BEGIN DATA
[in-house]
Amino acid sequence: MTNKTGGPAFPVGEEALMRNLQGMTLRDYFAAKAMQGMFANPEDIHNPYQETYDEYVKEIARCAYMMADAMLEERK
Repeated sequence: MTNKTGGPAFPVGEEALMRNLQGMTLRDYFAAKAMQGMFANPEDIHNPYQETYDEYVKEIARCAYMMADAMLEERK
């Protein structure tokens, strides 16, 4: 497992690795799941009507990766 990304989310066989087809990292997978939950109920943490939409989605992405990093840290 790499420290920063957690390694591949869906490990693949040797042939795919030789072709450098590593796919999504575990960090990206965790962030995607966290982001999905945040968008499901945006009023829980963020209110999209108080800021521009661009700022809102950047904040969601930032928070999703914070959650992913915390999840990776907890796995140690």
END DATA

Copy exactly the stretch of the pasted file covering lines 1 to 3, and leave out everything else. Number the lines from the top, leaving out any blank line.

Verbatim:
[in-house]
Amino acid sequence: MTNKTGGPAFPVGEEALMRNLQGMTLRDYFAAKAMQGMFANPEDIHNPYQETYDEYVKEIARCAYMMADAMLEERK
Repeated sequence: MTNKTGGPAFPVGEEALMRNLQGMTLRDYFAAKAMQGMFANPEDIHNPYQETYDEYVKEIARCAYMMADAMLEERK